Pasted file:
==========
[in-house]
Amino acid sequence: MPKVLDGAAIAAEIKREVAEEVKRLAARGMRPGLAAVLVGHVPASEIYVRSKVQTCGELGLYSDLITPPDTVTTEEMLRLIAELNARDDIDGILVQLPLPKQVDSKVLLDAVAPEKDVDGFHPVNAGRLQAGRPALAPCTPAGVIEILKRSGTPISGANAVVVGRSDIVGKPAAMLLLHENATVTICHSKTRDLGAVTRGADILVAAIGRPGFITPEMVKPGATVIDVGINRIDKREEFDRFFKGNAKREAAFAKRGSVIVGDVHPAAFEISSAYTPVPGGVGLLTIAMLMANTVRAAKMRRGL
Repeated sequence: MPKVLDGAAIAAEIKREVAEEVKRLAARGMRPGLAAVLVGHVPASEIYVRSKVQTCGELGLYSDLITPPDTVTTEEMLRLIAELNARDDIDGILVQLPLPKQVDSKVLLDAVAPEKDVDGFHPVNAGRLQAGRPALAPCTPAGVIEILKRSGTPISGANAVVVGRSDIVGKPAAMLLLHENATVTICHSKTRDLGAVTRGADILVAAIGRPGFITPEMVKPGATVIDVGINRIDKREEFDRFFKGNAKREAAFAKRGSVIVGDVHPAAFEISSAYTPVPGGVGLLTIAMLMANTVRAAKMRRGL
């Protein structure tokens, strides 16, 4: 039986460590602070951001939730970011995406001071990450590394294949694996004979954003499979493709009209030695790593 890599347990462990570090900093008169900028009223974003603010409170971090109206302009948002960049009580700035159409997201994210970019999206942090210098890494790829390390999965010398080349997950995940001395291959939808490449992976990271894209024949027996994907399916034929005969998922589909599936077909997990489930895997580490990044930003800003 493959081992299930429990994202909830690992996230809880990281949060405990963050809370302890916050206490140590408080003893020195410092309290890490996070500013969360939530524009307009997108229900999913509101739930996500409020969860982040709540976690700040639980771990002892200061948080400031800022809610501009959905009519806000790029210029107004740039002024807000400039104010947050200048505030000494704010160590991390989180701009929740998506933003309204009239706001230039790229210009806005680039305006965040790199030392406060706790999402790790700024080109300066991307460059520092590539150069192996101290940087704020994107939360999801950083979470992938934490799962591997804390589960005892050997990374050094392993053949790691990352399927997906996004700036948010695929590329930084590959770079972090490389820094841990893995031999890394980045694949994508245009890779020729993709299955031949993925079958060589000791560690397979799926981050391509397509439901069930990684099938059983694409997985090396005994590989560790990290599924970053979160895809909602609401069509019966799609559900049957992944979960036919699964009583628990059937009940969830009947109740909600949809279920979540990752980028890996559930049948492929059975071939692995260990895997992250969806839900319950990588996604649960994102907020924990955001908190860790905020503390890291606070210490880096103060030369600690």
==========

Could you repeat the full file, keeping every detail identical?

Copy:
[in-house]
Amino acid sequence: MPKVLDGAAIAAEIKREVAEEVKRLAARGMRPGLAAVLVGHVPASEIYVRSKVQTCGELGLYSDLITPPDTVTTEEMLRLIAELNARDDIDGILVQLPLPKQVDSKVLLDAVAPEKDVDGFHPVNAGRLQAGRPALAPCTPAGVIEILKRSGTPISGANAVVVGRSDIVGKPAAMLLLHENATVTICHSKTRDLGAVTRGADILVAAIGRPGFITPEMVKPGATVIDVGINRIDKREEFDRFFKGNAKREAAFAKRGSVIVGDVHPAAFEISSAYTPVPGGVGLLTIAMLMANTVRAAKMRRGL
Repeated sequence: MPKVLDGAAIAAEIKREVAEEVKRLAARGMRPGLAAVLVGHVPASEIYVRSKVQTCGELGLYSDLITPPDTVTTEEMLRLIAELNARDDIDGILVQLPLPKQVDSKVLLDAVAPEKDVDGFHPVNAGRLQAGRPALAPCTPAGVIEILKRSGTPISGANAVVVGRSDIVGKPAAMLLLHENATVTICHSKTRDLGAVTRGADILVAAIGRPGFITPEMVKPGATVIDVGINRIDKREEFDRFFKGNAKREAAFAKRGSVIVGDVHPAAFEISSAYTPVPGGVGLLTIAMLMANTVRAAKMRRGL
């Protein structure tokens, strides 16, 4: 039986460590602070951001939730970011995406001071990450590394294949694996004979954003499979493709009209030695790593 890599347990462990570090900093008169900028009223974003603010409170971090109206302009948002960049009580700035159409997201994210970019999206942090210098890494790829390390999965010398080349997950995940001395291959939808490449992976990271894209024949027996994907399916034929005969998922589909599936077909997990489930895997580490990044930003800003 493959081992299930429990994202909830690992996230809880990281949060405990963050809370302890916050206490140590408080003893020195410092309290890490996070500013969360939530524009307009997108229900999913509101739930996500409020969860982040709540976690700040639980771990002892200061948080400031800022809610501009959905009519806000790029210029107004740039002024807000400039104010947050200048505030000494704010160590991390989180701009929740998506933003309204009239706001230039790229210009806005680039305006965040790199030392406060706790999402790790700024080109300066991307460059520092590539150069192996101290940087704020994107939360999801950083979470992938934490799962591997804390589960005892050997990374050094392993053949790691990352399927997906996004700036948010695929590329930084590959770079972090490389820094841990893995031999890394980045694949994508245009890779020729993709299955031949993925079958060589000791560690397979799926981050391509397509439901069930990684099938059983694409997985090396005994590989560790990290599924970053979160895809909602609401069509019966799609559900049957992944979960036919699964009583628990059937009940969830009947109740909600949809279920979540990752980028890996559930049948492929059975071939692995260990895997992250969806839900319950990588996604649960994102907020924990955001908190860790905020503390890291606070210490880096103060030369600690």